Introduction. There are less special problems when approaching the letters to the Thessalonians than with other Pauline letters. Authorship of 1 Thess is rarely doubted, although 2 Thess is sometimes thought to be written by later writer with a decidedly apocalyptic world view. Another issue which is usually covered in the introductions to these letters is the possibility that the order ought to be reversed. It is well known that the Pauline letters collection is not chronological, but according to size (longest to shortest). Since 2 Thess is shorter and far more apocalyptic, it has been suggested that the order has been reversed when the letters were collected into a “Pauline canon.”
Unfortunately many evangelicals who study 1-2 Thessalonians move too quickly 4:13-5:11. This section concerns eschatology and is the primary text for the Rapture the relationship of this event to the Second coming. There is far more in this letters than “end times” and there is nothing in them that will help predict the end of the world or anything like that. Twice Paul says his purpose is to comfort the church and to encourage them to comfort one another. I believe that these books teach a “Rapture” of some kind, but I would like to find another word for it to separate my belief from the weirdness popular today.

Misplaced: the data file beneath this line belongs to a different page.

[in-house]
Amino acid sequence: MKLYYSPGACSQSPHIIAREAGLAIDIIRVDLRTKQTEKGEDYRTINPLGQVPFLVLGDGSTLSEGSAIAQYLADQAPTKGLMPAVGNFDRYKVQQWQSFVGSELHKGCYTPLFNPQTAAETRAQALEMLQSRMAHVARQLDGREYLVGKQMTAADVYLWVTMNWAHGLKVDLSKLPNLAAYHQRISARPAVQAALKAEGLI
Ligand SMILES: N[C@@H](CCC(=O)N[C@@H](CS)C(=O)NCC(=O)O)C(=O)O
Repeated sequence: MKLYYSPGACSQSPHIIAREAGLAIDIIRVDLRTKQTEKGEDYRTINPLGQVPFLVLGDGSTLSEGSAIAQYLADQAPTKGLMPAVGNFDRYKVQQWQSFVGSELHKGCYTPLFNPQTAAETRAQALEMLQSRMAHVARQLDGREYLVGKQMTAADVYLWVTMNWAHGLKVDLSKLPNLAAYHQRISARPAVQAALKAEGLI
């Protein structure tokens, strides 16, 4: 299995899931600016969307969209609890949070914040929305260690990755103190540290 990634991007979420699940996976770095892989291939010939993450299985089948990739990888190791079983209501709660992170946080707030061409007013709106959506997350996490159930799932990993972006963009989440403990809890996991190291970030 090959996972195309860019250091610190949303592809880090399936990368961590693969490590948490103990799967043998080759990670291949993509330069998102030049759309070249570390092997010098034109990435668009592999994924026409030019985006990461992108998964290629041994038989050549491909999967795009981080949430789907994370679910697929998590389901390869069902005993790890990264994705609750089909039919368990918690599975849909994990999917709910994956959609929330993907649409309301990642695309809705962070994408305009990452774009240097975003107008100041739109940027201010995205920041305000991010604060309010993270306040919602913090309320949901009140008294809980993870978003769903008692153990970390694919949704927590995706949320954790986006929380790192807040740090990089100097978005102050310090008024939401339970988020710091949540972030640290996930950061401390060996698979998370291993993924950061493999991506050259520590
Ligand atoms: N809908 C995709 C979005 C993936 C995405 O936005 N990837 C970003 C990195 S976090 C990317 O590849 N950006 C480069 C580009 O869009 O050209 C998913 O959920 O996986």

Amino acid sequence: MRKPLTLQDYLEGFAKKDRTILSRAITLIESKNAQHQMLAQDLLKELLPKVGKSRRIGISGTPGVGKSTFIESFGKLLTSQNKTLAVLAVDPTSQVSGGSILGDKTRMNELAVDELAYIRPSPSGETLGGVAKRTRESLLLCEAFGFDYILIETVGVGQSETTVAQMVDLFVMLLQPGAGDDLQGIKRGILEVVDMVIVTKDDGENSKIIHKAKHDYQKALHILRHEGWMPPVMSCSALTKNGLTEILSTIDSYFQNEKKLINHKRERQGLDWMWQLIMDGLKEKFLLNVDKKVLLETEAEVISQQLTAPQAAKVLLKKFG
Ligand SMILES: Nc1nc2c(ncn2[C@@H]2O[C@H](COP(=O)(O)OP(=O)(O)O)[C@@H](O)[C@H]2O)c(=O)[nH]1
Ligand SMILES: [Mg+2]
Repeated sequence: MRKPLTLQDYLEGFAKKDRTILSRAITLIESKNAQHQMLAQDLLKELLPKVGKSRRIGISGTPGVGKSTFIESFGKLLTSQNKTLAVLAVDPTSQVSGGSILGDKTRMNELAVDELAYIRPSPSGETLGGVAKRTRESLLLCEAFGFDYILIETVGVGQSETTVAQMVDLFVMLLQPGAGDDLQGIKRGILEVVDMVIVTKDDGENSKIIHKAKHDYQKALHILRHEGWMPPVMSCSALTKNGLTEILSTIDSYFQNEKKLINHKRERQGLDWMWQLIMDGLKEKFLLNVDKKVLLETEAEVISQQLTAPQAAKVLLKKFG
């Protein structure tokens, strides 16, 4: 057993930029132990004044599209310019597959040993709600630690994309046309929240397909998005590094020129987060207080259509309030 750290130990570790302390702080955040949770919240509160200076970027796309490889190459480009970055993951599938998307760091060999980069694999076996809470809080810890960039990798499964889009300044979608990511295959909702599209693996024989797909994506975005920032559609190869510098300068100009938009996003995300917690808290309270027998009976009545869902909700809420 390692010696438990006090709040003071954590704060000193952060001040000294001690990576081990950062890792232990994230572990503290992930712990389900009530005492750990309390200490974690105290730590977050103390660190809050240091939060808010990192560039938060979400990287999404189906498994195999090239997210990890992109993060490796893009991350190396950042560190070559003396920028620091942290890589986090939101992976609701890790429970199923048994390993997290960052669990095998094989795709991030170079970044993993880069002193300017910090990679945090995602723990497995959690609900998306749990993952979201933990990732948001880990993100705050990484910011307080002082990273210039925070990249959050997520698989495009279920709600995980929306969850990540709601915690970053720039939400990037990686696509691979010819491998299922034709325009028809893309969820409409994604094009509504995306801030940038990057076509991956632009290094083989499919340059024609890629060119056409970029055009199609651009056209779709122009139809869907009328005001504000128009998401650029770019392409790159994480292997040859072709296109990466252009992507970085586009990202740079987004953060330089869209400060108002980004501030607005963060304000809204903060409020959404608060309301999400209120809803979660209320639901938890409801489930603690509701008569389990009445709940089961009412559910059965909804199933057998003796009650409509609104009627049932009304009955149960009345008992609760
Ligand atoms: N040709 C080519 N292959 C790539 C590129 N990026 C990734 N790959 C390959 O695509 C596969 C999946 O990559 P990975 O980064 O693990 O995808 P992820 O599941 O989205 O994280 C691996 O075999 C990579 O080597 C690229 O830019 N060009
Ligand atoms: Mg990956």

There are two other books which will be very helpful for students of 1-2 Thessalonians. Karl Donfried and Johannes Beutler edited a collection of essays on methodological issues produced by the SNTS Thessalonian Correspondence Seminar, The Thessalonians Debate (Grand Rapids, Mich.: Eerdmans, 2000). The main thrust of these essays is the current popularity of rhetorical analysis of Paul’s letters, a method which has been particularly fruitful for reading Thessalonians. There are two articles in the collection by Frank Hughes, the scholar who should be considered an early pioneer of this method. Donfried’s Paul, Thessalonians, and Early Christianity (Grand Rapids, Mich.: Eerdmans, 2002) is collection of essays from a variety of sources (journals and festschrifts) written as early as 1974. This is a very useful book since it covers many of the historical and “background” issues commentaries often treat only briefly.